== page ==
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Local environmental groups want US government to shut down Navy fuel tanks

Hawaii Navy red hill Fuel Tanks Sierra Club of Hawaii Wayne Tanaka 112421
Audrey McAvoy/AP
Sierra Club of Hawaii Director Wayne Tanaka speaks at a news conference and rally in Honolulu, on Wednesday, Nov. 24, 2021. Citing threats to Honolulu's drinking water, environmental groups called on President Joe Biden and military leaders to shut down tanks that provide an important fuel reserve for the U.S. forces in the Pacific. (AP Photo/Audrey McAvoy)

Local environmental groups called for the federal government to close down the Navy's Red Hill fuel storage facility on Oʻahu, saying they’ve had enough of the problems surrounding the storage tanks.

Citing threats to Honolulu's drinking water, the Sierra Club of Hawaiʻi and others on Wednesday called on President Joe Biden and military leaders to shut down the tanks that provide an important fuel reserve for U.S. forces in the Pacific.

“Enough is enough. We've lost all faith in the local Navy command,” said Wayne Tanaka, the director of the Sierra Club of Hawaiʻi, at a rally and news conference.

The military built 20 fuel tanks, each the equivalent of 25 stories tall, during World War II near Pearl Harbor on top of an aquifer that supplies drinking water to one-quarter of Honolulu.

The call to shut them down comes after a series of recent revelations about fuel leaks associated with the Red Hill fuel tanks or Pearl Harbor.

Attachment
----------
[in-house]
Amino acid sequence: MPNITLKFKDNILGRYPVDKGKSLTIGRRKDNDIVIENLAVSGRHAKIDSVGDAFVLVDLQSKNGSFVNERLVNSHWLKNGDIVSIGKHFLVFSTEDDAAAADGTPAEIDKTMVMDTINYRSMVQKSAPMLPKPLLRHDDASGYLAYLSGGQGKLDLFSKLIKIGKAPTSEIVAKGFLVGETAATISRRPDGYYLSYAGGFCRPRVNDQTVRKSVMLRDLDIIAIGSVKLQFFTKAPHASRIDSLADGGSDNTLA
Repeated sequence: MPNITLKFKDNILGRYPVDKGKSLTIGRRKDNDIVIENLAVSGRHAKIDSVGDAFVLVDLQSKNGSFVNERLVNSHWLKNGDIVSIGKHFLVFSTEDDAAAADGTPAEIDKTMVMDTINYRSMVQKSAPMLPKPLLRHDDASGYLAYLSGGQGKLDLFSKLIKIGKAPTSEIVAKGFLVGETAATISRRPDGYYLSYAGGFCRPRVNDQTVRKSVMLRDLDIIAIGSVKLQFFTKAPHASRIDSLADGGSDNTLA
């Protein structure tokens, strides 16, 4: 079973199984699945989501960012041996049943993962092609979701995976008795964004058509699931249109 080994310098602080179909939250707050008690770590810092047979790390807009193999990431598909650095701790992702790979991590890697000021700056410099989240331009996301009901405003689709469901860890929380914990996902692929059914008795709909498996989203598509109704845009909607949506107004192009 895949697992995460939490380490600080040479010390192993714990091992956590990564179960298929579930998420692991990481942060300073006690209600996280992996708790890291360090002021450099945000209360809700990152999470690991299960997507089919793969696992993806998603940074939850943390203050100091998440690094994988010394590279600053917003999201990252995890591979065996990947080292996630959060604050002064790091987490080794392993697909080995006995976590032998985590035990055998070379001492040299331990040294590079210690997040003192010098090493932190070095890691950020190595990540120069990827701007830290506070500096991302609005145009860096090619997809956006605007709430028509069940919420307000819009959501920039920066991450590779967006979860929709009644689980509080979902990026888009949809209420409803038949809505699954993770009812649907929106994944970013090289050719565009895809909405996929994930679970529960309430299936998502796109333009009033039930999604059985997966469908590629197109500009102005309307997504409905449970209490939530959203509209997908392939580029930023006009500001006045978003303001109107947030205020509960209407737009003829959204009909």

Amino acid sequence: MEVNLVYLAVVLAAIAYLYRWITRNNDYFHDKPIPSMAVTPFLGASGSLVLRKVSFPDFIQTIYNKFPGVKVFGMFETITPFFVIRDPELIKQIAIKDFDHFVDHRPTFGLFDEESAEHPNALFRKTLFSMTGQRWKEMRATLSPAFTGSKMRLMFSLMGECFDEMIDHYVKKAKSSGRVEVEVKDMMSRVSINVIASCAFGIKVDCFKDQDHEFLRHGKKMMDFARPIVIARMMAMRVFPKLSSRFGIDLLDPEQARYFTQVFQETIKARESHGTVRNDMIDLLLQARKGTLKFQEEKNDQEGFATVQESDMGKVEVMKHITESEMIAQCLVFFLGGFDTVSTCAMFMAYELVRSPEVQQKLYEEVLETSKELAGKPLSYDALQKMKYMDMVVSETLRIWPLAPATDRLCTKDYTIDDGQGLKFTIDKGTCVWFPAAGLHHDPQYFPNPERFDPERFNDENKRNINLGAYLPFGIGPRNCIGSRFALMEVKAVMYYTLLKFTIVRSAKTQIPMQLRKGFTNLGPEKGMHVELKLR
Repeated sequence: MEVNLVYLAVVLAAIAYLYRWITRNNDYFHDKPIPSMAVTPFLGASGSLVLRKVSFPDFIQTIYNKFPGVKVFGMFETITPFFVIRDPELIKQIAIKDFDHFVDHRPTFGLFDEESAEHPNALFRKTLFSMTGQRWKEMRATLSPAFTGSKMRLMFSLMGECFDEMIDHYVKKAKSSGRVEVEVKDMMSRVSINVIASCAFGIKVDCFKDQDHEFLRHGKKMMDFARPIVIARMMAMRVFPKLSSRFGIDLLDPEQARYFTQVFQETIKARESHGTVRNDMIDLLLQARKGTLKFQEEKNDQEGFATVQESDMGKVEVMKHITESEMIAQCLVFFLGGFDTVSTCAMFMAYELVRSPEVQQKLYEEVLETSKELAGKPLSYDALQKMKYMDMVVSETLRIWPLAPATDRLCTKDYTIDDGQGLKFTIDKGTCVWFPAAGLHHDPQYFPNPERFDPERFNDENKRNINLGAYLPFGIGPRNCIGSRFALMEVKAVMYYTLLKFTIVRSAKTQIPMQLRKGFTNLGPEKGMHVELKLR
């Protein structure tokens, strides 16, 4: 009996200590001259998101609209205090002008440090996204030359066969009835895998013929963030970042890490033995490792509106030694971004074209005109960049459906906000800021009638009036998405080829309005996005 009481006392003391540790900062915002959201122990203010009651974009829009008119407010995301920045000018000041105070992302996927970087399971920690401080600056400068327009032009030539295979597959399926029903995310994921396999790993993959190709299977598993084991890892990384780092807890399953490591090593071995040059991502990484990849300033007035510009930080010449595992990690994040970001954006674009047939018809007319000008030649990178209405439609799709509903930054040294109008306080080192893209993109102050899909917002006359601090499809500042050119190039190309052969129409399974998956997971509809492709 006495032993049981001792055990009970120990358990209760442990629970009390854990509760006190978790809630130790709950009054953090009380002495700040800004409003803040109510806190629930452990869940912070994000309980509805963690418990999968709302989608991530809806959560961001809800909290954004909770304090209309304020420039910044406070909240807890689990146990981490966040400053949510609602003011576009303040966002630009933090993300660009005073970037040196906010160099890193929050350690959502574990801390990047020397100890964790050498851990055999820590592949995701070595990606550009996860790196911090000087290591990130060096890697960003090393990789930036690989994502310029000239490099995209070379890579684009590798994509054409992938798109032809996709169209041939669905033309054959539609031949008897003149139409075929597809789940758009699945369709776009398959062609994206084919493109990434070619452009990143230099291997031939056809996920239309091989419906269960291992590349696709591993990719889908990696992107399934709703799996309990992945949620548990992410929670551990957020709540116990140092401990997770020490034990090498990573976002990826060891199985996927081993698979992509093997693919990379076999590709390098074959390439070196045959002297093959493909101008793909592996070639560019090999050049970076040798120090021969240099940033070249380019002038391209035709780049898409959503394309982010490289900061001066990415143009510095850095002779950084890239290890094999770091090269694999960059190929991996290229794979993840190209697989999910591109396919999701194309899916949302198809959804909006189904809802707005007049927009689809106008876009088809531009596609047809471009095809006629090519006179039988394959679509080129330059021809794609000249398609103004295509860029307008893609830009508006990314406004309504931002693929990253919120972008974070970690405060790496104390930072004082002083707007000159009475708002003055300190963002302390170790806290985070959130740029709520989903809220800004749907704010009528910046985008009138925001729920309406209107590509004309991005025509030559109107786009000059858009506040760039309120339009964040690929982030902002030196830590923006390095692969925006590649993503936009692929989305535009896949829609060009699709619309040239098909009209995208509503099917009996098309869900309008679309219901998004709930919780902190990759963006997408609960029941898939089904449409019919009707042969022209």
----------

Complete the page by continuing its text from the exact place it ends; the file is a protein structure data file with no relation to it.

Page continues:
Tanaka called the tanks “an unacceptable threat to the drinking water supply for 400,000 Oʻahu residents.”

Navy Region Hawaiʻi said in a statement that it is committed to safeguarding the environment and drinking water while protecting national security.

“We will closely monitor all aspects of the Red Hill Bulk Fuel Storage Facility to ensure the safety of our operations,” it said.

On Monday, the Navy said 14,000 gallons (52,995 liters) of a water and fuel mixture leaked into the Red Hill facility’s lower tunnel from a fire suppression system drain line. No fuel leaked into the environment.

Last month, Honolulu Civil Beat reported that officials waited months to report a January leak at Pearl Harbor to the state Department of Health “amid concerns it would hamper its ability to secure a state permit” for the Red Hill tanks.

Hawaiʻi’s four-member congressional delegation has asked the Department of Defense’s inspector general to investigate the January leak, saying they want to know whether the Navy properly investigated and notified state authorities.

The state health department last month fined the Navy more than $325,000 for Red Hill operations and maintenance violations.

A 2014 fuel leak prompted the Navy to sign an agreement with the U.S. Environmental Protection Agency and the state Health Department to upgrade the tanks and better prevent and detect leaks.

"We’re done waiting for the local Navy command to acknowledge the truth, which is that they cannot guarantee our safety. There have been too many leaks, too many lies exposed by whistleblowers. There’s no way we can trust assurances anymore that there’s nothing to worry about," Tanaka of the Sierra Club of Hawaiʻi said.

Tanaka said the environmental groups are planning public rallies, letter-writing campaigns, outreach to celebrities and entertainers, and door-to-door canvassing of Oʻahu households to raise public awareness of the issue.

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